Skip to content

Court throws out pandemic-era border expulsion policy

Biden administration asks judge to pause order until Dec. 21 to address resource and logistical issues of ending the Title 42 directive

Immigration activists demonstrate in front of the Supreme Court in Washington in April, when the justices heard oral arguments about another Trump-era border policy.
Immigration activists demonstrate in front of the Supreme Court in Washington in April, when the justices heard oral arguments about another Trump-era border policy. (Bill Clark/CQ Roll Call)

A federal judge in Washington struck down a pandemic-related border directive known as Title 42 on Tuesday and ordered the Biden administration to no longer turn away migrants seeking protection at the nation’s borders.

Judge Emmet G. Sullivan of the U.S. District Court for the District of Columbia vacated the directive, which has allowed border agents to expel millions of migrants without allowing them to seek asylum since it was issued in March 2020 as a response to the COVID-19 pandemic.

In an order that blocks the policy, the judge reasoned that the Centers for Disease Control and Prevention did not fully consider how the policy would harm migrants seeking protection at the U.S. border, as the agency is required by law to do when issuing directives.

“It is unreasonable for the CDC to assume that it can ignore the consequences of any actions it chooses to take in the pursuit of fulfilling its goals, particularly when those actions included the extraordinary decision to suspend the codified procedural and substantive rights of noncitizens seeking safe harbor,” Sullivan wrote.

Sullivan, a Clinton appointee, said it is “undisputed that the impact on migrants was indeed dire.” He also determined that the policy “does not rationally serve its stated purpose in view of the alternatives.”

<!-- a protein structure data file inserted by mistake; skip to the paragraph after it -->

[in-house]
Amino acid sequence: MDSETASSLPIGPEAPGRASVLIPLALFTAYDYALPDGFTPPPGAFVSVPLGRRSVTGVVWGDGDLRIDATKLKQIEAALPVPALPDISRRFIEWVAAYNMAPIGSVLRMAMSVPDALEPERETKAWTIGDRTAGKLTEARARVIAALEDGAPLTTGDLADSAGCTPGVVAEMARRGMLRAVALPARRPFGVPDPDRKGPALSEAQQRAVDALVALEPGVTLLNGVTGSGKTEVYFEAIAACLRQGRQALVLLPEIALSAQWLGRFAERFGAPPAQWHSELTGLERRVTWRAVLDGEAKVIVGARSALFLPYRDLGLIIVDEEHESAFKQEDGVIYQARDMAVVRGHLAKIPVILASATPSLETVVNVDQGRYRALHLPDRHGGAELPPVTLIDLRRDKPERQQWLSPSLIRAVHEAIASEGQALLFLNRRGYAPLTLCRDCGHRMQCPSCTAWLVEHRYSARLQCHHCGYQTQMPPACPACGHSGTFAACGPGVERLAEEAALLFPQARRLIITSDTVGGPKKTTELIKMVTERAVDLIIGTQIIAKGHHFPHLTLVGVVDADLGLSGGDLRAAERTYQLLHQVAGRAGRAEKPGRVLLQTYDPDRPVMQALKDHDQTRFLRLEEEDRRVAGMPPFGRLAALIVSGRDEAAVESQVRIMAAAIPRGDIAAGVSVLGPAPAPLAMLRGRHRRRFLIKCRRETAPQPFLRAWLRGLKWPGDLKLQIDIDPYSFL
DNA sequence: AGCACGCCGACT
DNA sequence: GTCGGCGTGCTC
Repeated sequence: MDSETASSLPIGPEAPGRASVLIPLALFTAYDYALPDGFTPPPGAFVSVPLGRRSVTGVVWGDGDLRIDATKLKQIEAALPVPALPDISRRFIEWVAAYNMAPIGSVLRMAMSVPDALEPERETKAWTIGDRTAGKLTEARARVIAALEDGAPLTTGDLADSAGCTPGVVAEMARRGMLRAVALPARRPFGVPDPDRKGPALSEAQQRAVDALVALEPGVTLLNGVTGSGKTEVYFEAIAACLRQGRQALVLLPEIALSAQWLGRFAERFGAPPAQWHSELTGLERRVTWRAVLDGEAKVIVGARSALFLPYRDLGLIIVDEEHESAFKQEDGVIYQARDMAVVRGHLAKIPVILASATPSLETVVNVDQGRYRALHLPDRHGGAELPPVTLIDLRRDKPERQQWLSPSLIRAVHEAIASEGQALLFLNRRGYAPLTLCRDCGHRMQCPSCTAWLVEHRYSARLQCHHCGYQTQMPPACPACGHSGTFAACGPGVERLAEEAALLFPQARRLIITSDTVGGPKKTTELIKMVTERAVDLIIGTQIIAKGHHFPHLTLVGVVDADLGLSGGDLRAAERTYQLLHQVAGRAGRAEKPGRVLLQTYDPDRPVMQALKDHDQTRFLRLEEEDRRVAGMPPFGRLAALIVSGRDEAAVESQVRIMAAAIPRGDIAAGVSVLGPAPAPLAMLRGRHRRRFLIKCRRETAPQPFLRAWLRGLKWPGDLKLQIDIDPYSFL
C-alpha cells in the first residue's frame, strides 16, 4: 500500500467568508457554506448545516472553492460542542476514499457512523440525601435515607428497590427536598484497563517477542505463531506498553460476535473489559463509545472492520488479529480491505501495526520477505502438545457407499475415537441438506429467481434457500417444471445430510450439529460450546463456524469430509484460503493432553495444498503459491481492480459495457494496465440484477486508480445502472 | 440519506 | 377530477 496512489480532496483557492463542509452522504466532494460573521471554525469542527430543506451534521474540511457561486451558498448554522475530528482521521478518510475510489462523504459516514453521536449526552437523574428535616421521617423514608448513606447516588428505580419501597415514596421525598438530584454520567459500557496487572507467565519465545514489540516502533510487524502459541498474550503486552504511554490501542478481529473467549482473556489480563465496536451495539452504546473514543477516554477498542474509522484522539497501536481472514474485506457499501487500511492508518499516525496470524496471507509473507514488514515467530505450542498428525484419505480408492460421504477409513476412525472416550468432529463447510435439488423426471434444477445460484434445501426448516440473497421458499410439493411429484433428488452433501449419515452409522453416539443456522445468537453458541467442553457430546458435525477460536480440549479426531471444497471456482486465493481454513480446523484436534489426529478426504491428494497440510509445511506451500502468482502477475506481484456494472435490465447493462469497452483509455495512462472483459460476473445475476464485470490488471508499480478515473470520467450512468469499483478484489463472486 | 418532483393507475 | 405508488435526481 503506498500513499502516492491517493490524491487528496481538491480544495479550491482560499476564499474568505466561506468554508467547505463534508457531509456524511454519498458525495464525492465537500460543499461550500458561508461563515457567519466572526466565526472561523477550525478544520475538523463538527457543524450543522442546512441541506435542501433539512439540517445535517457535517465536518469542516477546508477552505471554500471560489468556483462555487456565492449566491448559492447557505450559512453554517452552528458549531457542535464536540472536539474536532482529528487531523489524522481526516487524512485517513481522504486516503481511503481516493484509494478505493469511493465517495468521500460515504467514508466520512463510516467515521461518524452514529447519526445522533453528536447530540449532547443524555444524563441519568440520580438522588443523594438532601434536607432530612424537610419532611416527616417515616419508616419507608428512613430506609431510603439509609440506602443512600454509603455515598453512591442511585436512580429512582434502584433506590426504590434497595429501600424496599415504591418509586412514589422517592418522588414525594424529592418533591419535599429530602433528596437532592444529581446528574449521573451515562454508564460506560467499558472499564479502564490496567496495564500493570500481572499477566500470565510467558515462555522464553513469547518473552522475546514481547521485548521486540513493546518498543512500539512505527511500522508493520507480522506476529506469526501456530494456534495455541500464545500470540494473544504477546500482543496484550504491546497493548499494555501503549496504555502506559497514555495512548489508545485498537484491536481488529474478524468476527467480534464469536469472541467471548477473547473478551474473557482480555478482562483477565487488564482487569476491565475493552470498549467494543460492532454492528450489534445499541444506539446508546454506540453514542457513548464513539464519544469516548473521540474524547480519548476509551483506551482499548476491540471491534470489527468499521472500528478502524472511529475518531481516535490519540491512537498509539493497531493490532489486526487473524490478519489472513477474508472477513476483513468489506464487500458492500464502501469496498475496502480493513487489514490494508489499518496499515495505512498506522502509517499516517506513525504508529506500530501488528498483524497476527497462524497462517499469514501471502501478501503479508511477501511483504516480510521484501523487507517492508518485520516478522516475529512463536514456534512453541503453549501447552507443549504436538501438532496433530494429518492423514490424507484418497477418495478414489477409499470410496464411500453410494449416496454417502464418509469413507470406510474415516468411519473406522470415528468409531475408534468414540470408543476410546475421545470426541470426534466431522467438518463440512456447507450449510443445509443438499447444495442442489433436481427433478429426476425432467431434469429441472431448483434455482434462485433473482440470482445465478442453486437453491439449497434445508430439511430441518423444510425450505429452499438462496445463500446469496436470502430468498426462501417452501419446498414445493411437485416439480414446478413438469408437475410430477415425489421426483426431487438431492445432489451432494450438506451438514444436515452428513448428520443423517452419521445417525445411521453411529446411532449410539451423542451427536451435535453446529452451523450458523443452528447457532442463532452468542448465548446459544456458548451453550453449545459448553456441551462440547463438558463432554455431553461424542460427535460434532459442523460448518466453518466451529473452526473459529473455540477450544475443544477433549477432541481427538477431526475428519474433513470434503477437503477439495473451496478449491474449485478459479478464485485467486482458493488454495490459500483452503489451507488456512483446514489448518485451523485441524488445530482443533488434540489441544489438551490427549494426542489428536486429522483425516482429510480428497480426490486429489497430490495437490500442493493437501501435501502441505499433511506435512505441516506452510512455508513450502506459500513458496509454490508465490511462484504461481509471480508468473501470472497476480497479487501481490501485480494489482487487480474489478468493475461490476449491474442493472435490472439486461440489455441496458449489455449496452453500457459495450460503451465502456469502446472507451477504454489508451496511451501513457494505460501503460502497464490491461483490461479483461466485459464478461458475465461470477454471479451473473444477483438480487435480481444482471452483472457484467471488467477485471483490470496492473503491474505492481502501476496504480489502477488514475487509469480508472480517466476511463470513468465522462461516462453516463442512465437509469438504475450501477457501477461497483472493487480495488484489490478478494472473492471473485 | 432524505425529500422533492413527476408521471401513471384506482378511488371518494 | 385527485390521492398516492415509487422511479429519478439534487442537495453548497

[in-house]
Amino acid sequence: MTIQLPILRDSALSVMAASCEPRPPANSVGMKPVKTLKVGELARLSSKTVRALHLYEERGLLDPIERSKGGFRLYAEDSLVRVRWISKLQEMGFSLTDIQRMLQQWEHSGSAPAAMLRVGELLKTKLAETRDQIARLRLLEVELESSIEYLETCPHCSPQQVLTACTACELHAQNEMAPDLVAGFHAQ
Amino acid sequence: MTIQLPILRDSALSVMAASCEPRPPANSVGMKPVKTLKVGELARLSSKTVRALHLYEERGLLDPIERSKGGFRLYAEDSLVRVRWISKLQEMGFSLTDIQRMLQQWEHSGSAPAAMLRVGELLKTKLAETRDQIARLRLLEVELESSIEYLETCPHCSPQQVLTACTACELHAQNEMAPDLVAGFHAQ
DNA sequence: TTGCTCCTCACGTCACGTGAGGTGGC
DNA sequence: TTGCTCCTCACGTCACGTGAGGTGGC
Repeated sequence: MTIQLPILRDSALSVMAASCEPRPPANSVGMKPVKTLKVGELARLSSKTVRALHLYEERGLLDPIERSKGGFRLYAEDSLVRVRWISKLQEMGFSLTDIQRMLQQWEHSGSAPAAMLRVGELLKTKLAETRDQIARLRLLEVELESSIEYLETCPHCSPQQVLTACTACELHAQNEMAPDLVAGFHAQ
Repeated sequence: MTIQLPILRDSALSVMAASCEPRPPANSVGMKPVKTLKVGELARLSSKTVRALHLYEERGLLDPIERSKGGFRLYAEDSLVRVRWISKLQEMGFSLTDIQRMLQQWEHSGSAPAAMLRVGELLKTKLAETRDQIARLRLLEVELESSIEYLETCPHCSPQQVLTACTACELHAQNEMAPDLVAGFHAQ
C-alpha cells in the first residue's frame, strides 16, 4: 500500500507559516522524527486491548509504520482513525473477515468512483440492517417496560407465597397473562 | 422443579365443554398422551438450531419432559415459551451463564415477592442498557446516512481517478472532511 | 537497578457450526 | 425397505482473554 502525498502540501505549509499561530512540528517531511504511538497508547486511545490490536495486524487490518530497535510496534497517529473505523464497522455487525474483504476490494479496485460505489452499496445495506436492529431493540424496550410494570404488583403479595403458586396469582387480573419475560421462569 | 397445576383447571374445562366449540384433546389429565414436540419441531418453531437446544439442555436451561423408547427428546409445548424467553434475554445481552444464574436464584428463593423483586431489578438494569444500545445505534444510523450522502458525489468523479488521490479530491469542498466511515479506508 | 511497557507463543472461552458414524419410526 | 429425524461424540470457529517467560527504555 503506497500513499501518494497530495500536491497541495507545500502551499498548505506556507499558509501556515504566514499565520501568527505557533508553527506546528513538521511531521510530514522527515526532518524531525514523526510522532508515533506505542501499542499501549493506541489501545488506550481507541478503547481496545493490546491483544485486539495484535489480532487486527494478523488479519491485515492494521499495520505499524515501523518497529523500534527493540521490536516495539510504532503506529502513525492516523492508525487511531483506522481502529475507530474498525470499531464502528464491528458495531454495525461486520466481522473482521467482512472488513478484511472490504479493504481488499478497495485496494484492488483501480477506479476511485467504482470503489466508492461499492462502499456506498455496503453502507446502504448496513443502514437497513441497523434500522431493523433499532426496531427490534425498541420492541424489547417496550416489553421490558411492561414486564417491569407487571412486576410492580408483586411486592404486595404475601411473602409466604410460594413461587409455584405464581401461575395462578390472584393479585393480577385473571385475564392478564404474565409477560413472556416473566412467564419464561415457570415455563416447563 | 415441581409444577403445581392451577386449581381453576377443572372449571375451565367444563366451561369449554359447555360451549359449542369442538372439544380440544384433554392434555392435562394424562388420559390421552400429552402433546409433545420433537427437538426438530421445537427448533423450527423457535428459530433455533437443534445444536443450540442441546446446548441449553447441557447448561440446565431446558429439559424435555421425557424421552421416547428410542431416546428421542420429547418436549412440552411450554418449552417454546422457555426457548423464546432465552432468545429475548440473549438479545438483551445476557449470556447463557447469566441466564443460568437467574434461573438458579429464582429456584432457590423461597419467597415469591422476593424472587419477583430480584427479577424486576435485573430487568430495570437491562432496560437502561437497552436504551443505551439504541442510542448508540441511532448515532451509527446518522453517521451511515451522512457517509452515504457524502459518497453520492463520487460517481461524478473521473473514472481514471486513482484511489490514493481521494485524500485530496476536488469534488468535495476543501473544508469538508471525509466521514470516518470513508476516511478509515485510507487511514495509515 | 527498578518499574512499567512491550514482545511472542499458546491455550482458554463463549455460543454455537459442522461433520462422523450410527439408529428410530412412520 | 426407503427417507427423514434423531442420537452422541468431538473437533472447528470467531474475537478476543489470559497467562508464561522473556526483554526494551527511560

Hours after Sullivan’s order, the Biden administration asked the court to pause the effect of the ruling for five weeks, until Dec 21, to give the government time to reinstate full asylum procedures at the border.

The government cited “the need to resolve resource and logistical issues that it was unable to address in advance.”

“This transition period is critical to ensuring that DHS can continue to carry out its mission to secure the Nation’s borders and to conduct its border operations in an orderly fashion,” the government wrote.

The American Civil Liberties Union, which had challenged the policy, did not oppose the government’s request to delay the ruling’s effect.

Fallout from the ruling is likely to ripple through Capitol Hill, where Republican lawmakers have bashed the Biden administration for its handling of high migration levels at the U.S.-Mexico border.

When the administration attempted to end the Title 42 policy earlier this year, even some Democratic senators raised concerns publicly that the administration had not properly planned for the restrictions to be lifted. The debate over the Title 42 directive stalled a separate COVID-19 aid package earlier this year.

The lawsuit isn’t the only court fight over the future of the Title 42 policy. Republican state officials sued to challenge the Biden administration’s attempt to end the directive. In May, a Louisiana federal judge halted those plans and ordered the administration to keep the Title 42 directive in place while litigation continued. The administration’s appeal of that ruling is currently pending before the U.S. Court of Appeals for the 5th Circuit.